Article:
4.3. APOE Genetic Variant and Signal Pathways

Another strong risk factor which accounts for more than 95% of all sporadic AD cases is the genetic variant APOE4 [164,165,166] that plays a causal role in the alteration of cellular trafficking/the metabolism of cholesterol and in the regulation of the aggregation state and deposition of Aβ peptide(s). Interestingly, the APOE polymorphism is also involved in the COVID-19 syndrome by increasing the incidence and severity of the SARS-CoV-2 infection and neurodegeneration [167,168,169,170,171,172,173,174]. In this connection, several lines of evidence have shown that the APOE4 genotype (i) increases the permeability of the BBB, which makes patients more susceptible to viral infections [175]; (ii) augments the production of pro-inflammatory cytokines by peripheral macrophages and CNS microglia [176]; (iii) elevates the infectivity of SARS-CoV-2 both in neurons and astrocytes [177]; (iv) controls the cholesterol homeostasis which, in turn, facilitates the binding of the S1 protein to the ACE2 receptor during the first step of the SARS-CoV-2 infection [178]; (v) decreases the expression of several antiviral defense genes, including InterFeron-Induced TransMembrane Proteins (IFITM) IFITM2 and IFITM3, InterFeroN Alpha(α) and Beta(β) Receptor Subunit 1 (IFNAR1) and Lymphocyte Antigen 6 Family Member E (LY6E) [179,180,181]; and (vi) downregulates the ACE2 expression, followed by an imbalance in Renin-Angiotensin System (RAS) that catalyzes the degradation of Angiotensin II (Ang II) to Angiotensin(1–7) (Ang 1–7), associated with the chronic hyperinflammatory state of COVID-19 [182].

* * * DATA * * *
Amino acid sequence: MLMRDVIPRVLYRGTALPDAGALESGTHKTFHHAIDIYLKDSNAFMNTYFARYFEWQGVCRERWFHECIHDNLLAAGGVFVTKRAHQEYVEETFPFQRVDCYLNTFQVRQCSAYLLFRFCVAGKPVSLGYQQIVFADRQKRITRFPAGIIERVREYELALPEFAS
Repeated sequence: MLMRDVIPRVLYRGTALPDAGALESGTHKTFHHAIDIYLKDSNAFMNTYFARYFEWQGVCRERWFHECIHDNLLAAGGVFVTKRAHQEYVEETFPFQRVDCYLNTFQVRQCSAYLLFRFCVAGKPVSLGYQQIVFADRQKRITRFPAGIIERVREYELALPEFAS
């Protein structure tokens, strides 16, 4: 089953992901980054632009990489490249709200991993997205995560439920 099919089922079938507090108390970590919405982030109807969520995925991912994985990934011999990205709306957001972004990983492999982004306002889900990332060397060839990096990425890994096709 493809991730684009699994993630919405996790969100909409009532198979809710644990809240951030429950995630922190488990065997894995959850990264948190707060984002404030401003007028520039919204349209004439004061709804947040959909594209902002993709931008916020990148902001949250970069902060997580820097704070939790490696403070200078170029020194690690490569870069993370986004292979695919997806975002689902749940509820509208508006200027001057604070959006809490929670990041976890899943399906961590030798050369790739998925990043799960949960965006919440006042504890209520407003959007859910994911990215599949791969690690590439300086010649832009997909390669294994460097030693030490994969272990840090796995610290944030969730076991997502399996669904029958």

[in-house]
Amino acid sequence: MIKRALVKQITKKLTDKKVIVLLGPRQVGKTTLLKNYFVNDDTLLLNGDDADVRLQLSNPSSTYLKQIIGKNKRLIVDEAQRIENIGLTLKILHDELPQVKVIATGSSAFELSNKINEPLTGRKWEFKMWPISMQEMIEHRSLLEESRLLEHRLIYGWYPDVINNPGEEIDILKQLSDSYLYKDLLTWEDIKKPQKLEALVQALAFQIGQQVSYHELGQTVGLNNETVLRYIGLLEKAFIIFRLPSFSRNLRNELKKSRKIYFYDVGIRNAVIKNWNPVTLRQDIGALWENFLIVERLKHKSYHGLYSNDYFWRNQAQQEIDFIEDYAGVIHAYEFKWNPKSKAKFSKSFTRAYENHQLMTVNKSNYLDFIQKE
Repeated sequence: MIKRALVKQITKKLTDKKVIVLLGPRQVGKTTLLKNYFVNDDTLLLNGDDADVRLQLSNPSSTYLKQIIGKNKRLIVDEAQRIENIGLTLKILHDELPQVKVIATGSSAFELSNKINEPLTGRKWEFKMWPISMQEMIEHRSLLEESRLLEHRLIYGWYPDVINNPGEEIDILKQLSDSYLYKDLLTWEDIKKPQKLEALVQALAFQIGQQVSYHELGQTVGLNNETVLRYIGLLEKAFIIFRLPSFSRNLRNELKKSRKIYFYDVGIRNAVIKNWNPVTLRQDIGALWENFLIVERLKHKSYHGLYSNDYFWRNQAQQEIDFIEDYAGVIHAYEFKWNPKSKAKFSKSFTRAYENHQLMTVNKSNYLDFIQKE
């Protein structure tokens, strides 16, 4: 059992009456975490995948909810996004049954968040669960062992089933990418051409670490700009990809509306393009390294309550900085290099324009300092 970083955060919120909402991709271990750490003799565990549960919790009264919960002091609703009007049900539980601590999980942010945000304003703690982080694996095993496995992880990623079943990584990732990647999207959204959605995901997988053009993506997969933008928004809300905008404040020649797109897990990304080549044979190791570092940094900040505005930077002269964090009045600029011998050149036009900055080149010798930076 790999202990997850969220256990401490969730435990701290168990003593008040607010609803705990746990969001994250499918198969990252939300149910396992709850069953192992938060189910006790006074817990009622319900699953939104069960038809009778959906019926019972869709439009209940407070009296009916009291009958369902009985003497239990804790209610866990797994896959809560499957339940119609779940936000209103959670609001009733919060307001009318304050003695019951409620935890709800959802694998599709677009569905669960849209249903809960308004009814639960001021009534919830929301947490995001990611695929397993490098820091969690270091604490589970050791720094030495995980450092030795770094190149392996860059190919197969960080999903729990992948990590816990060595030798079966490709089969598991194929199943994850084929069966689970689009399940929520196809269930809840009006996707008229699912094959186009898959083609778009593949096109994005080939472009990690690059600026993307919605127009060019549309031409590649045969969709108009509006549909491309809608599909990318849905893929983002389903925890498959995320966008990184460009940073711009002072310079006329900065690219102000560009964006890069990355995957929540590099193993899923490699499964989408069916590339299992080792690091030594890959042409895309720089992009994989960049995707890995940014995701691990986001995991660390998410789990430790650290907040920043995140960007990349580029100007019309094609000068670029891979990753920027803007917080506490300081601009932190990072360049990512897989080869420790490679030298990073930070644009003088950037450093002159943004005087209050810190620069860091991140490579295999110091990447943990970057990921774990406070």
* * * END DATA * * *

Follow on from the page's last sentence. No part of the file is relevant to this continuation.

The activation of intracellular signaling transduction pathways associated with APP/Aβ and tau pathologies represents an additional relevant commonality, putting in mutual relation the occurrence of COVID-19 and AD. It is widely acknowledged that the main histopathological features detected in the vulnerable regions of AD brains, such as the entorhinal region and the hippocampus which are involved in memory/learning and synaptic plasticity, are the SP and the NFTs. These two lesions are, respectively, composed in their aggregated forms of Aβ peptide(s)—generated by the aberrant and sequential beta/gamma (β/γ)-mediated amyloidogenic proteolysis of its membrane precursor Amyloid Precursor Protein (APP) involved in synaptogenesis and neurogenesis—and by abnormally hyperphosphorylated and/or truncated tau protein, whose function is the modulation of the intracellular stability of axonal microtubules [183,184]. Consistently, the mRNA of the holoprotein APP has turned out to be greatly upregulated in single-cell RNA-seq studies carried out on blood samples from COVID-19 survivors in comparison with controls ones [185] and on oligodendrocytes isolated from their post-mortem brain tissues [186], hinting at the deregulation of APP metabolism and its proteolytic cleavage. Furthermore, just as detected in AD, a tendency toward an accelerated APP amyloidogenic processing/Aβ deposition in the brains from patients with the COVID-19 neurological syndrome is evident when compared to healthy controls and in connection with significant lower amounts of the soluble Amyloid Precursor Protein alpha and beta fragments (sAPPα and sAPPβ) as well as the Aβ40, Aβ42 and Aβ42/Aβ40 ratio in their peripheral CSFs [187]. The transcriptomic and interactomic profiles from the frontal cortex of fully diagnosed AD subjects with cognitive decline who have also experienced COVID-19 have revealed that SARS-CoV-2 can indirectly amplify the Aβ toxicity in the brain, giving rise to neuroinflammation and an imbalance in the relative levels of cellular pro-oxidants and antioxidants [188].